Since I wrote about Xtra/Yahoo's email woes, there's been quite a bit of activity. Not all of it good.

Telecom even emailed, telling me they're working on the situation, but so did a bunch of friends who are Xtra subscribers, even though they had no idea they'd done so.

You see, their emails were spoofed, so even though they appear to be from people I knew, the email was sent by someone else.

Spoofing can be fun and is great for the odd office prank - there's even a bunch of free online services that'll let you send emails to anyone from anyone.


Trouble is the situation at Xtra has gone way beyond amusing.

Even though Telecom locked down email accounts, forcing users to choose stronger passwords, spoofed emails supposedly from Xtra subscribers still arrive in my inbox with annoying regularity.

The worrying thing is that all the emails have contained nothing but a link - one which most likely directs unsuspecting recipients to a malware-laden website.

Just how many have fallen into the trap of thinking "hey a link from mum/dad/my wife/my husband" and clicked it, we'll never know.

Chances are though that these people's computers are now awash with malware, allowing a whole new cycle of cyber nastiness to commence. Not good.

So if an email arrives in your inbox - even if it's from someone you know and trust, be very suspicious if the message contains only a link.

Whatever you do, don't click it. Email the person (or better still, phone them) and let them know that they're sending out dodgy links.

Even though Telecom have gone all-out on the issue, and it is great to see their CEO of retail, Chris Quin stepping up to tell people to use more secure passwords, the situation is far from resolved.

In fact the digital equivalent of the stable door is now swinging in the breeze and there's no sign of a horse whatsoever.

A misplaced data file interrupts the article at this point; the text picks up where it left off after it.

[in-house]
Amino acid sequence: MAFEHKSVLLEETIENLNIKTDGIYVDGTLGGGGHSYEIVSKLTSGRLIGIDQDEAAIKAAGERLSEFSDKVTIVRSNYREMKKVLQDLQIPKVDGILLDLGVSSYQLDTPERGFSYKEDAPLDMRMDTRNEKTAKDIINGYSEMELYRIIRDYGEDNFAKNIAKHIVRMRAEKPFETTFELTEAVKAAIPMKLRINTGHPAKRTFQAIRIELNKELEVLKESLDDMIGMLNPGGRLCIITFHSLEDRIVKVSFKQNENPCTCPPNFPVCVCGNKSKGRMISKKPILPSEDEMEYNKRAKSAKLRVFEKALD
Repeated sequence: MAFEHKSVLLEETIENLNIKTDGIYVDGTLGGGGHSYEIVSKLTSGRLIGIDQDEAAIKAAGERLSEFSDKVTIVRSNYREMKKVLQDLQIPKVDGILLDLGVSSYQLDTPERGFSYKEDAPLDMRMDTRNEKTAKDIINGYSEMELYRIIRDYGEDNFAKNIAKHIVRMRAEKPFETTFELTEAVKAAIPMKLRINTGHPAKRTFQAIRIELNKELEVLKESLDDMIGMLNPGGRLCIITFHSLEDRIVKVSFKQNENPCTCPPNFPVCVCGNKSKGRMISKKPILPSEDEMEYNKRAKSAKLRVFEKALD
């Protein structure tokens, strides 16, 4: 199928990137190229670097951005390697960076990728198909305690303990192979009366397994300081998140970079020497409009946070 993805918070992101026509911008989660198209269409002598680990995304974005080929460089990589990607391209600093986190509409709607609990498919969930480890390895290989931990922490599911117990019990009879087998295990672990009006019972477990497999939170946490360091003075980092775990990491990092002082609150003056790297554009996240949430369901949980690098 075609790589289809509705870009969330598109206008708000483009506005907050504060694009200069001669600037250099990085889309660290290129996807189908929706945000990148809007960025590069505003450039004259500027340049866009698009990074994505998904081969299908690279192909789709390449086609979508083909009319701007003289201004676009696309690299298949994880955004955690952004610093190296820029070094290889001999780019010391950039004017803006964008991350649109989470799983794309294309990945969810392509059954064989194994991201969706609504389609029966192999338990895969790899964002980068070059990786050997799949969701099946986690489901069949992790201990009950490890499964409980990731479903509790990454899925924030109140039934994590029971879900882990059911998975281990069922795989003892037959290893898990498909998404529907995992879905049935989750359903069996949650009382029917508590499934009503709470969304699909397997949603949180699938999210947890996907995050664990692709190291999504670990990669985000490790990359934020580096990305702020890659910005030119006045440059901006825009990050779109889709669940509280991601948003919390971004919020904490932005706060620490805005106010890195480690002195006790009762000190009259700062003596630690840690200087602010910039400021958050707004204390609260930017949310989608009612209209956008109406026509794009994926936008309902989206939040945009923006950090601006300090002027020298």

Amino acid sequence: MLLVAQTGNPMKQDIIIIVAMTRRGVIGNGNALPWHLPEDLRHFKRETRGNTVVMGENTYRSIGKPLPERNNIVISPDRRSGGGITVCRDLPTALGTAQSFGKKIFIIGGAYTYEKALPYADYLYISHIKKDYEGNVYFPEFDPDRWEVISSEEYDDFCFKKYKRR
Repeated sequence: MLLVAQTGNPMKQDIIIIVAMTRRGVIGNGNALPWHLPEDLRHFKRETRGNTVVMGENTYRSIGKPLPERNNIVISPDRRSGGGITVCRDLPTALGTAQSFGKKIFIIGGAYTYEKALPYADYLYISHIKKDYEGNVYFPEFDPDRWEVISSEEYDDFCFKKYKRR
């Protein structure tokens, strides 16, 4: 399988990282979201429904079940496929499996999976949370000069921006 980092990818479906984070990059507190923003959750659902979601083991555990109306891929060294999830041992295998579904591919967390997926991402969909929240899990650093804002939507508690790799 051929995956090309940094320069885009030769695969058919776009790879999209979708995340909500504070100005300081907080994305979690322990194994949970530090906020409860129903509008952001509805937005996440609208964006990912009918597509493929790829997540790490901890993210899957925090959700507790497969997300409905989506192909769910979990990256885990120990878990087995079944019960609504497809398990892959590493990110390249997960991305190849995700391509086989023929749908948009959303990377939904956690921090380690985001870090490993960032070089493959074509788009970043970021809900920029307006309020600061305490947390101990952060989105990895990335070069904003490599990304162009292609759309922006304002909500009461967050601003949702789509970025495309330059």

In other words, no easy fix is in sight for Telecom.

So what to do? That user account details and address book contacts appear to have been hoovered wholesale off of inadequately secured servers by malicious parties so they could have their spoofing fun is an appalling breach.

Because of this, the first thing I'd do if I were Telecom would be to dump Yahoo and take email back in-house. Calling Yahoo a dog would of course be a disservice to canines (if they could type, my dogs would never sent me spoofed emails with dodgy links, ever).

This is unfortunately easier said than done for both Telecom and its subscribers according to TUANZ CEO, Paul Brislen.

"Xtra is both a godsend and an albatross around Telecom's neck. On the one hand, it makes it very hard for Xtra customers to move away... They can't take their Xtra email account with them to a new ISP and that means they are very reluctant to move. VERY reluctant. On the other hand, Telecom doesn't want to run it in-house because of the cost and requirement to keep on top of spam/filtering/DDOS/white list and black list stuff, which is what drove it to outsource in the first place."

Even if Telecom did take email back in house and dump Yahoo, spoofed emails probably continue to be sent from supposed Xtra email address.

This said, if Telecom re-launched an in-house email service called something other than Xtra, people could at least then tell the difference between a spoofed Xtra email and an otherwise legit message sent using the new service.

As it stands, if you're an Xtra email user, chances are that unless someone tells you, you've no way of knowing that your name is being used in emails with links directing friends, family, and even business associates to what is a dodgy website that'll probably leave their computers subject to cyber mayhem.

Because of this, any possible solution should involve Xtra customers making use of another email service (Gmail or Outlook are both great and they're free), advising all their Xtra address book contacts that any future emails from their Xtra email account should be deleted and ignored until further notice.

Brislen agrees "If you want an email address as a customer you're better off with Gmail or the like, or getting your own and having Google manage it for's very simple and means we can move from telco to telco as the need arises, without needing to set up new email accounts."

Sadly it appears there's no end in sight to what must rapidly be becoming a PR nightmare of epic proportions for Telecom.